How to Lose 20 Lbs – The 70,000 Calorie Math Problem

What does it mean to lose 20 pounds for the average person?

Losing 20 pounds is harder than it looks. This means solving a complicated 70,000 calorie math problem.

Where does the figure of 70,000 calories come from?

Well, for every pound of fat we would like to lose, science tells us we need to burn 3,500 calories. From there, it’s simple: 20 pounds multiplied by 3,500 calories equals 70,000 calories. So now we know why that thirty-minute walk on the treadmill, which only burned 250 calories, didn’t seem to produce the results we were looking for!

So let’s do the math: ideal range for optimal long-term weight loss: 0.5 to 0.9 kg per week. Caloric value of 0.5 kg of fat: 3,500 calories.

Weight loss of 1 pound per week equals: a deficit of 3,500 calories per week -or- a deficit of 500 calories per day!

NOTE: This deficit can be achieved through exercise and diet!

The National Weight Control Registry found that 89% of people who lost 30 pounds or more and kept it off for at least a year achieved their goals through a combination of diet and exercise. Only 10% were successful using diet alone and only 1% were successful using exercise alone.

Now, not knowing that a single burrito can have 2,500 to 3,000 calories is why many are fighting a never-ending battle with bulges. The margin of error is too small and the calculations are against us.

One meal can literally cost you an entire week!

Weight loss can be thought of as a delicate balance between the calories you consume (calories in) and the calories your body burns (calories out).

The calories consumed by the foods you eat are half of the equation. The amount your body burns at rest, combined with your daily activities and exercise routine, accounts for the other half.

Until recently, fitness professionals had to make some estimations of what was actually going on in your body to establish this balance.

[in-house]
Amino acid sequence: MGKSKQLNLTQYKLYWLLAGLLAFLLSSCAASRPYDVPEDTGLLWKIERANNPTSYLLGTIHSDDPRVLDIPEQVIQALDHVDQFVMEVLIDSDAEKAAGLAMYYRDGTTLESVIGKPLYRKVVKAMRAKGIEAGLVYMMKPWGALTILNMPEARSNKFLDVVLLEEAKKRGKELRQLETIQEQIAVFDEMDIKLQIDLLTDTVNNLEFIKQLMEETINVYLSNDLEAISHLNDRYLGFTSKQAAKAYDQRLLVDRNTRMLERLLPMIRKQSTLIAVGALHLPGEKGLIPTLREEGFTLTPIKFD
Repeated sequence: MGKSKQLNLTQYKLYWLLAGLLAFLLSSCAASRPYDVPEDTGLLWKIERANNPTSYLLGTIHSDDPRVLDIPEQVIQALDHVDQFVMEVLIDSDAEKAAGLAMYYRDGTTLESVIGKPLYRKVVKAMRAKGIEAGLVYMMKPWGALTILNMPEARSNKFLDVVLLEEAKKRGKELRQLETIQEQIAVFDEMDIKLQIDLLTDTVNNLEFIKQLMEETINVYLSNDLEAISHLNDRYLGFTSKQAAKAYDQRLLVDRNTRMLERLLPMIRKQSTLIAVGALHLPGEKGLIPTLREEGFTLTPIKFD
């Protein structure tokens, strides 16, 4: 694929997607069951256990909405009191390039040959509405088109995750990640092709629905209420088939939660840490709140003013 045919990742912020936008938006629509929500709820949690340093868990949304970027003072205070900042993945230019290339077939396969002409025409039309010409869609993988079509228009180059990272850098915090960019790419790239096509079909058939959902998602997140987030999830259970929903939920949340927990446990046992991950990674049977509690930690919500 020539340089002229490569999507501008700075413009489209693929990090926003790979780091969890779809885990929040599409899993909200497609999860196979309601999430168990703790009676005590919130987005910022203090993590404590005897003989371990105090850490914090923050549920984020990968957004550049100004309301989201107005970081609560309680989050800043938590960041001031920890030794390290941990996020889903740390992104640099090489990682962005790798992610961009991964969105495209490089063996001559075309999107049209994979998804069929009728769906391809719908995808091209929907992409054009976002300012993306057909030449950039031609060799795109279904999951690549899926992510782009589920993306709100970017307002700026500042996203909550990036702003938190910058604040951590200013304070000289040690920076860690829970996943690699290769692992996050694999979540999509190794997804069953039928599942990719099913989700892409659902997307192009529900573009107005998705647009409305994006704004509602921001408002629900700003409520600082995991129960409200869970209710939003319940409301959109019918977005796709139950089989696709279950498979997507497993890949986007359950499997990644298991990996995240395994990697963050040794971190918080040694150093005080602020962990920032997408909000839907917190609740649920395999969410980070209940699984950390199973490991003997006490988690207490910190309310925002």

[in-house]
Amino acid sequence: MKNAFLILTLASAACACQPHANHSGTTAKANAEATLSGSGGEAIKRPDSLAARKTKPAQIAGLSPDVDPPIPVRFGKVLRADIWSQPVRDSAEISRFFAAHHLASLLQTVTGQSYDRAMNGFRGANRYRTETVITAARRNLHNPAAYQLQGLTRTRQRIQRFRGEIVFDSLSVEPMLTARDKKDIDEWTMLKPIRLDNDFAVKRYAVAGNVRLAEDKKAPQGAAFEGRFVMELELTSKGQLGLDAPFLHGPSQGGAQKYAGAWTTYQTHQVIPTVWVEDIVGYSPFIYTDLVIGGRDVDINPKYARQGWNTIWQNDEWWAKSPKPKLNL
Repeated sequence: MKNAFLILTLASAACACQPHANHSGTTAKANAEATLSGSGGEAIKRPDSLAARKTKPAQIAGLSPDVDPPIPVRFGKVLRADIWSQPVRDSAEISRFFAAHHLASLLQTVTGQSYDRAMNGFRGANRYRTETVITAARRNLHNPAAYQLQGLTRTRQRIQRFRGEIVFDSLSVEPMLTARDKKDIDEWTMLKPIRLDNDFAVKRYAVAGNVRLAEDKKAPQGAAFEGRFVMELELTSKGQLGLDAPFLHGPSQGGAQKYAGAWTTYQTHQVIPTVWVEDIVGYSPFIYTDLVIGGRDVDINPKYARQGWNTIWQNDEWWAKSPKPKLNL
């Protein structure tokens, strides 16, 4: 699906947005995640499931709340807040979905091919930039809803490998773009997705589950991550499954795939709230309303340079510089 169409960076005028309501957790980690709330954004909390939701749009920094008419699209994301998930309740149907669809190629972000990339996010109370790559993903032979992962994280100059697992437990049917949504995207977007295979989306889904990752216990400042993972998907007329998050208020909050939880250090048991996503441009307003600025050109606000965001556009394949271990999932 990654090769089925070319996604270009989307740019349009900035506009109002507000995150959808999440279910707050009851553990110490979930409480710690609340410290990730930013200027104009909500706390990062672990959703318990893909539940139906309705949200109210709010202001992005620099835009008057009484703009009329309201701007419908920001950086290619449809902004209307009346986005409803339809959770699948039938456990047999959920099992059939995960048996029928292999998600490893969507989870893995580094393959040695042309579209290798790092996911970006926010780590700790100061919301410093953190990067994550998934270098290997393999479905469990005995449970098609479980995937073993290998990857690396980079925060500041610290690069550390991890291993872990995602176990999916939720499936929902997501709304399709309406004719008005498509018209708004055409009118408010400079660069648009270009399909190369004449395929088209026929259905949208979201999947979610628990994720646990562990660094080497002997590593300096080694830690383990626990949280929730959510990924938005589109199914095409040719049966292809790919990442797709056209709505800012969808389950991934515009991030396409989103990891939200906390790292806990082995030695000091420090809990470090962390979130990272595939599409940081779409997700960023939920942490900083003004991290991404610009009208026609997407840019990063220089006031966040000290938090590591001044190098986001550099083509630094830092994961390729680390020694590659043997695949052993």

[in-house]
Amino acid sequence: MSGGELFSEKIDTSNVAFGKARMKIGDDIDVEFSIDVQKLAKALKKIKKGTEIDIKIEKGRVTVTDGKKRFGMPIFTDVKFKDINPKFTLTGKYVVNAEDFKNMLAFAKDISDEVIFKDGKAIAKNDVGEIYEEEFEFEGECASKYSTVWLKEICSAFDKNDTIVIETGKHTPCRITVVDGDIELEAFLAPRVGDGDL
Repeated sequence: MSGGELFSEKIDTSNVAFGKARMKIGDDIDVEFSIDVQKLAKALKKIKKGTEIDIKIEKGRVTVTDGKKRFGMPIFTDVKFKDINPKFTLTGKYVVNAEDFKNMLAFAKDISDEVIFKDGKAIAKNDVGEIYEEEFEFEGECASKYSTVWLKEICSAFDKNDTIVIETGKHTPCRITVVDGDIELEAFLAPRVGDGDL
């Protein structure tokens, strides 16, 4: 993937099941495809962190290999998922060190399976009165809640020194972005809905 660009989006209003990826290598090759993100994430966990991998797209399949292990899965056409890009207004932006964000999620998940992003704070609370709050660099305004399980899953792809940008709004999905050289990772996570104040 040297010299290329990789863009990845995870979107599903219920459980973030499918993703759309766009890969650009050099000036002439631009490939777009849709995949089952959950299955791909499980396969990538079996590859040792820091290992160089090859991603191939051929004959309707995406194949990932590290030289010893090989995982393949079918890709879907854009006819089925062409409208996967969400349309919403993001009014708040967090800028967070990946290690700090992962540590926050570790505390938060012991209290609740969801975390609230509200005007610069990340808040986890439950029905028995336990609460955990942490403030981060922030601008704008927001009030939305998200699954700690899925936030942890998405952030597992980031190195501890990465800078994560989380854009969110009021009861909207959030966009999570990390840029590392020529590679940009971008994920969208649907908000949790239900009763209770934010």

Estimates included:

The number of calories the body burns at rest (resting metabolic rate) The number of calories the body burns during exercise. The source of energy (fats or carbohydrates) mainly used at rest. The source of energy used during exercise at a given intensity.

For instance, the best equation used to predict RMR is wrong 70% of the time, and results can vary by up to 20%!

What does this mean for the person looking to lose 20 pounds?

Example: If their predicted daily intake* (calculated) is 2,000 calories per day, a 20% error equals an additional 400 calories per day.

In just one week, adding 400 calories a day totals 2,800 calories!

* The Harris-Benedict equation, considered the industry standard, has a margin of error of +/- 15-20% in predicting (calculating) daily intake

Remember that one pound of fat equals approximately 3,500 calories.

SUMMARY: If the RMR is only 20%, one can expect a weight gain of around 1 pound per week, 3.5 pounds per month, or 42 pounds per year!

Again, we have a wide margin of error, so you can see how hitting that target deficit of 500 calories a day can be nearly impossible.

Luckily, we now have the tools to help you achieve your weight loss goal with astonishing precision.

Many major health clubs now offer specific ways to test your metabolism. With the proper tests, you get answers to two very important questions:

1. How many calories should I eat per day to reach my weight loss goal?

2. What intensity and how long should I do to reach my weight loss goal?

With this information, you will be armed with a definite plan to achieve your weight loss goals. No more guesswork.

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